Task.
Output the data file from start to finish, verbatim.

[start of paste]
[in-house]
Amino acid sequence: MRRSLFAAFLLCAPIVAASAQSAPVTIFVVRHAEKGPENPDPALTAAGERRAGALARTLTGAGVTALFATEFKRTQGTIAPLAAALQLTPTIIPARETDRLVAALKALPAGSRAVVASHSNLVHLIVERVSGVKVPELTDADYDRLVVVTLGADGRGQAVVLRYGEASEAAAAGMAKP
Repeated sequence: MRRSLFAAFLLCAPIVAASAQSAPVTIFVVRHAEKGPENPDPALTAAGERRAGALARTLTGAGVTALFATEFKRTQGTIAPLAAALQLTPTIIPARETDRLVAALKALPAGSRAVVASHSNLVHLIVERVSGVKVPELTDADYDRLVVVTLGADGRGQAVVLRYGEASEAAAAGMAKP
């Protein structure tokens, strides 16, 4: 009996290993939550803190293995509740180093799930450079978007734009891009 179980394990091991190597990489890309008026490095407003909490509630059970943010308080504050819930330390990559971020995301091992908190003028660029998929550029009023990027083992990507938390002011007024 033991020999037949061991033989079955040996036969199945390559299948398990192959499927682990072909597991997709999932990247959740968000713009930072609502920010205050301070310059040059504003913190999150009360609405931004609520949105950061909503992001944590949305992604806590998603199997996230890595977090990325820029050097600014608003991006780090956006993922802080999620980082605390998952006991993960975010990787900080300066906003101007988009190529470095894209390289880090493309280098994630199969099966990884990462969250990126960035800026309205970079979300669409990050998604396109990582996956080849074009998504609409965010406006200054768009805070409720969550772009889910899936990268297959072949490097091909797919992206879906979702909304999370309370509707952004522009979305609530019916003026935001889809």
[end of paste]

[in-house]
Amino acid sequence: MRRSLFAAFLLCAPIVAASAQSAPVTIFVVRHAEKGPENPDPALTAAGERRAGALARTLTGAGVTALFATEFKRTQGTIAPLAAALQLTPTIIPARETDRLVAALKALPAGSRAVVASHSNLVHLIVERVSGVKVPELTDADYDRLVVVTLGADGRGQAVVLRYGEASEAAAAGMAKP
Repeated sequence: MRRSLFAAFLLCAPIVAASAQSAPVTIFVVRHAEKGPENPDPALTAAGERRAGALARTLTGAGVTALFATEFKRTQGTIAPLAAALQLTPTIIPARETDRLVAALKALPAGSRAVVASHSNLVHLIVERVSGVKVPELTDADYDRLVVVTLGADGRGQAVVLRYGEASEAAAAGMAKP
């Protein structure tokens, strides 16, 4: 009996290993939550803190293995509740180093799930450079978007734009891009 179980394990091991190597990489890309008026490095407003909490509630059970943010308080504050819930330390990559971020995301091992908190003028660029998929550029009023990027083992990507938390002011007024 033991020999037949061991033989079955040996036969199945390559299948398990192959499927682990072909597991997709999932990247959740968000713009930072609502920010205050301070310059040059504003913190999150009360609405931004609520949105950061909503992001944590949305992604806590998603199997996230890595977090990325820029050097600014608003991006780090956006993922802080999620980082605390998952006991993960975010990787900080300066906003101007988009190529470095894209390289880090493309280098994630199969099966990884990462969250990126960035800026309205970079979300669409990050998604396109990582996956080849074009998504609409965010406006200054768009805070409720969550772009889910899936990268297959072949490097091909797919992206879906979702909304999370309370509707952004522009979305609530019916003026935001889809």